In recent years an increasing interest in including artists, designers and makers in research projects as well as market related development projects have occurred. Artists, designers and makers often have an unexpected approach and a way of thinking beyond a planned scope. This have been acknowledged in research where artistic and practice-based research teams have been formalised.
At the same time, there has been an increased focus on pushing boundaries in design thinking and market strategies using co-creation among business, consumers, creators, and users. Co-creation is used as a business strategy and the a common understanding that consumers are not and do no want to be passive consumers, have occurred. Approaching the market with a creative and material based co-creation strategy, the market is perceived as a platform where businesses and entrepreneurs meet with actively involved and contributing customers to share product ideas and capabilities even at an early stage.
Material Research Project
Practise-based material research
The value obtained with co-creation is a more personal, unique and engaging experiences for customers/users as well as the company/author who can take advantage of the inter-relationship. If you add an aesthetic approach towards entrepreneurship it requires skills to produce knowledge and ideas from sensory experiences and from an interplay of surrounding experiences, bodily experiences and the flow of ideas that comes to mind meanwhile. Aesthetics is basically a notion of connectivity, interaction and how phenomena (human and non-human) relate, rather than separate from one another. Aesthetics deals with and is learning from the multi-sensory experiences that unfolds in the space between phenomena – often in an intuitively and tacit way.
The aesthetic dimension of entrepreneurship
The aesthetic dimension of entrepreneurship points toward a natural implementation of co-creation processes of novelty between entrepreneurs and customers. The creative entrepreneur has three major dimensions that stand out in the creative process of co-create: Embodied imagination, contemplation, and consensus [Elias16]. Research shows that;
“Co‐creation offers firms and their network of actors, significant opportunities for innovation, as each actor offers access to new resources through a process of resource integration. Neither the entrepreneur nor the customer has the final say; rather, their embodied experiences combine with an evolving product to co-create aesthetic value” [Elias18].
Art as research
As Pablo Picasso once highlighted “I never made a painting as a work of art, it’s all research” [McNiff13], thinking of the creative practise as an integrated part of research in general and material research in particular is a clever move. Estelle Barrett states:
“The innovative and critical potential of practice-based research lies in its capacity to generate personally situated knowledge and new ways of modelling and externalising such knowledge while at the same time, revealing philosophical, social and cultural contexts for the critical intervention and application of knowledge outcomes” [Barrett10].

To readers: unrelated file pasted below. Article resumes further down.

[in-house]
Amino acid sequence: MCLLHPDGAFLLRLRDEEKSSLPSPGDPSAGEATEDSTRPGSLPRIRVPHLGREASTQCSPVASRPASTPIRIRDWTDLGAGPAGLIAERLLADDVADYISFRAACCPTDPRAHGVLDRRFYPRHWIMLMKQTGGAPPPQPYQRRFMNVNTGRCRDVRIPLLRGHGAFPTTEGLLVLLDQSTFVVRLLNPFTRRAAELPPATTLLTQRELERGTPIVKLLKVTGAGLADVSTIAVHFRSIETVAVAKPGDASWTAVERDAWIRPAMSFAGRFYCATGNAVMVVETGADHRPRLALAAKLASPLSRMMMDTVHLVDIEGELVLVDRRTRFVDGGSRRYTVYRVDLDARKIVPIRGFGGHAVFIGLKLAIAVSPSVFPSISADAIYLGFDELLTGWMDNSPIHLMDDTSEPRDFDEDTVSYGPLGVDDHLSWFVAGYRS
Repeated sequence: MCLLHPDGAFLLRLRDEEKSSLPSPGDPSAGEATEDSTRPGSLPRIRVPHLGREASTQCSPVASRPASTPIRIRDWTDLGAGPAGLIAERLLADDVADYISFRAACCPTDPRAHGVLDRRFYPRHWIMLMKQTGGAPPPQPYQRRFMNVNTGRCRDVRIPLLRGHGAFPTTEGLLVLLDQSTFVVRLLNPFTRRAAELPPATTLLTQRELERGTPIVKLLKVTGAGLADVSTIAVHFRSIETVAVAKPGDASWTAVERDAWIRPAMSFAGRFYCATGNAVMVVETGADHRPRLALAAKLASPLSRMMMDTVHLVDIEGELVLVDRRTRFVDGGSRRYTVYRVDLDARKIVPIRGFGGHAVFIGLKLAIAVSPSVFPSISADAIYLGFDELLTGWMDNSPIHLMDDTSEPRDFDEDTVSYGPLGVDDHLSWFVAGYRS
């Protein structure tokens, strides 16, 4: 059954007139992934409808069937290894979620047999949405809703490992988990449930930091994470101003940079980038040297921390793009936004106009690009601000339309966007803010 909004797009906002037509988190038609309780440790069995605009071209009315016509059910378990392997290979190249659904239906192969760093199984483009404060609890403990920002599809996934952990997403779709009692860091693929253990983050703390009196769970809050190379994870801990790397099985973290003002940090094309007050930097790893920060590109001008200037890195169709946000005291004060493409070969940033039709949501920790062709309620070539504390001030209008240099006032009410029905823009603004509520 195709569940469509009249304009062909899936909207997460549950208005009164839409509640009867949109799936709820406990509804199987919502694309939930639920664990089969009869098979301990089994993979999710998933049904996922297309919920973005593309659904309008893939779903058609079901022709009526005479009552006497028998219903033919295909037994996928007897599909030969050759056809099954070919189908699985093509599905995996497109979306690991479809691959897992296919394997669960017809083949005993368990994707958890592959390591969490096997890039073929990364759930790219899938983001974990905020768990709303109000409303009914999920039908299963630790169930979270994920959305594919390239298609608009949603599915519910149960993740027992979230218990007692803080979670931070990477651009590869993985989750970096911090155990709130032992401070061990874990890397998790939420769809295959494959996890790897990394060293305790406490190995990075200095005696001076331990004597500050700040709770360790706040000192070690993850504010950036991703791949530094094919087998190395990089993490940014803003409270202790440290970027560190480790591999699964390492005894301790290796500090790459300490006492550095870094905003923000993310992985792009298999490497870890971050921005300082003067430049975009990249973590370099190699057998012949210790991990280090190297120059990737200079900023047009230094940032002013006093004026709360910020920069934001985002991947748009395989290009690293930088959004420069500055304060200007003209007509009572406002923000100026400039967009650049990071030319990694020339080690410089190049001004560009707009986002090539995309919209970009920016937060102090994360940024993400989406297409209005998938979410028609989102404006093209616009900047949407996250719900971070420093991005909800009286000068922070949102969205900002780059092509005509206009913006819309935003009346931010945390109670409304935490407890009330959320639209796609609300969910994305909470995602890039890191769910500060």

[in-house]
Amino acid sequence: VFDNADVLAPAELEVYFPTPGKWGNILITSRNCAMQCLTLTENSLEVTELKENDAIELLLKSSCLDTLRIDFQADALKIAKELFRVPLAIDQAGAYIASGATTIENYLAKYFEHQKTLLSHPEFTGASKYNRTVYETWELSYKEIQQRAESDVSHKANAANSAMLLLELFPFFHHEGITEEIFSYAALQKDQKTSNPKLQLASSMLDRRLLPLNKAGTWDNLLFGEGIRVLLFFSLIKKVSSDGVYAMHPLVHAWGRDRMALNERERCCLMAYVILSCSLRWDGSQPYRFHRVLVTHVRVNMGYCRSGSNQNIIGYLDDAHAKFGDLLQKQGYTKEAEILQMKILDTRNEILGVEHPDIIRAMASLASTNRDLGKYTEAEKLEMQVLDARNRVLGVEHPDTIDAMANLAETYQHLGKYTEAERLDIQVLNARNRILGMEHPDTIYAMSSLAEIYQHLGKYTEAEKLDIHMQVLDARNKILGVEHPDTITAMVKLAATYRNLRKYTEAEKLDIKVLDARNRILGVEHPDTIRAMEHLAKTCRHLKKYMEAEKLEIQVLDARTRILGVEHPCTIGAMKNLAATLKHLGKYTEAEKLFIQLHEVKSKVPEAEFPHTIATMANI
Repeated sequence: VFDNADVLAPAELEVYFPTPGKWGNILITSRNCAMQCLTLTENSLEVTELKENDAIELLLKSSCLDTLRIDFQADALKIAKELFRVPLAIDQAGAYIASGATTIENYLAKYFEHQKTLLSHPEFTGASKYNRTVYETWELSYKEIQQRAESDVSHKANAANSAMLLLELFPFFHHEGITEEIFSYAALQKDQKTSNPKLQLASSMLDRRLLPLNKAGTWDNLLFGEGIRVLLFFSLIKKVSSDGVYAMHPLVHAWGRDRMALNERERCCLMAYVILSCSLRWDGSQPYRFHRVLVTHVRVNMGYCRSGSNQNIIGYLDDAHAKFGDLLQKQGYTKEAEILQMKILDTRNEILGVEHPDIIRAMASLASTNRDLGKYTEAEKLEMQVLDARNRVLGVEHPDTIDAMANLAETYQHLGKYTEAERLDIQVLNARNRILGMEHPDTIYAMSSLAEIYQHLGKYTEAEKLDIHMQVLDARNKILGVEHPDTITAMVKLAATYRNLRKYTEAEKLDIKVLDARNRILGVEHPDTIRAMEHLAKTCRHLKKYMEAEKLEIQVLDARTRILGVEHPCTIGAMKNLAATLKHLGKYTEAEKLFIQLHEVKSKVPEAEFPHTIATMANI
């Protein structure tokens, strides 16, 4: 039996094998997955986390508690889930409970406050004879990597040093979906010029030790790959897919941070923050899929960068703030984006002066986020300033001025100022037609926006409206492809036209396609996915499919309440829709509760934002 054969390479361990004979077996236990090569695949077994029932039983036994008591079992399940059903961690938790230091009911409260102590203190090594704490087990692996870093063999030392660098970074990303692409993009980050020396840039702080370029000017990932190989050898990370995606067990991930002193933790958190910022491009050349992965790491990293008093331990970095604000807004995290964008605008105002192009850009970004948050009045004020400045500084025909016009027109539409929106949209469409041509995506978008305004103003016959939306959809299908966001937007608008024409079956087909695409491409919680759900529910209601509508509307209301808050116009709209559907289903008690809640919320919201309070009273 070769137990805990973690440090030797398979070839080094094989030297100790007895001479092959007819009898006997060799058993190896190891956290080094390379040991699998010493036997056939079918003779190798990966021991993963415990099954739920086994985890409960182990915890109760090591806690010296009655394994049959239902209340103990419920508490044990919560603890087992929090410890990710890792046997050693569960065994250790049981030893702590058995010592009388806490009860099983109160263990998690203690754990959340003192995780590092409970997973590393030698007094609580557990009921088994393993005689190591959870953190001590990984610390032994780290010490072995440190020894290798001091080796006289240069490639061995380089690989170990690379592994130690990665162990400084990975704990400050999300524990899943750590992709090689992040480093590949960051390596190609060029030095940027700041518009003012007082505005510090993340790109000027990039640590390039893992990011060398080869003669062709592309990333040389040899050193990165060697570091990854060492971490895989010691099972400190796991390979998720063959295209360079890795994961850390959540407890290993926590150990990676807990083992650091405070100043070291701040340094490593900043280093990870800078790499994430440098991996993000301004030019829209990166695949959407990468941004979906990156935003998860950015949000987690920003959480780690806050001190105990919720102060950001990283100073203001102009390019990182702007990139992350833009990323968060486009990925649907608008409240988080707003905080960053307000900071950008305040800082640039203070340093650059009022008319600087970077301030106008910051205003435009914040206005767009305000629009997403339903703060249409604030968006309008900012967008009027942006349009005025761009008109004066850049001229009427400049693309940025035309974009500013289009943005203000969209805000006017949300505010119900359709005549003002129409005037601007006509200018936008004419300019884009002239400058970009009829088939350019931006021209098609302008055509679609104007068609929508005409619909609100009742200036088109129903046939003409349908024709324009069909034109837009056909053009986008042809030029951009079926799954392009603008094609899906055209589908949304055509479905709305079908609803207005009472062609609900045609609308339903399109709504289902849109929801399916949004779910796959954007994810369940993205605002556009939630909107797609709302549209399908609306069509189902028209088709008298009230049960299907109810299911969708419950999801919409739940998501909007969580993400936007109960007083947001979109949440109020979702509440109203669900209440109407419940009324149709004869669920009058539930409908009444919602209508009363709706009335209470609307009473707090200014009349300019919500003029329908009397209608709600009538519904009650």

For Barrett the practice-based research is basis for innovation and critical thinking to happen. However, in the classic art research, which is still the dominant in our research community, practice-based knowledge is still facing challenges and is seen as less serious, less academic.
For artist and theorist of cybernetics and telematics Roy Ascott the hesitation towards practice based research from the humanities is slowing down the development and new ways of thinking, and is potentially widening the gap between universities and the society as such. In critical words he states that:
“The importance of practice-based research in advancing the field of interactive art is not widely understood. This in part is due to the shadow cast over art research by its big brother, the humanities, which has long appeared to many of us involved in this new field to be sandbagged against creativity, in defence of its methodological orthodoxies. In this respect we find so often the academic rigor has become institutionalised rigor mortis” [Ascott11].
Roy Ascott have been one of the major pioneers of integrating artist and makers in research projects taking on from Picasso who never thought of his work as separate from research. Ascott’s success of artist evolvement is partly happening because of his way of institutionalising – or maybe exactly not institutionalising – how to make the collaboration happening. Artists have since the avantgarde in the beginning of the 20th century worked hard on dissolving and fighting against art as an institution.
Therefore, involving artist is involving people who will be pushing boundaries and asking questions to the framework and basis of a given collaboration!
Ascott, Roy: Preface in Candy, Linda and Edmonds, Ernest: Interacting – Art, Research and the Creative Practitioner, Libri Publishing, Oxfordshire 2011
Barrett, Estelle: Introduction in Barrett, Estelle and Bolt, Barbara: Practice as Research – Approaches to Creative Arts Enquiry, I.B. Tauris & Co, London 2010 (2007)
Elias, Sara R. S. T. A.; Chiles, Todd; Duncan, Carrie M.; Vultee, Denise: The Aesthetics of Entrepreneurship: How Arts Entrepreneurs and their Customers Co-create Aesthetic Value. Organization Studies. 39. 345-372. 2018
McNiff, Shaun: Art Based Research in Knowles, J. Gary and Cole, Ardra: Handbook of the Arts in Qualitative Research: Perspectives, Methodologies, Examples, and Issues, SAGE, 2008
Text by: Hanne-Louise Johannesen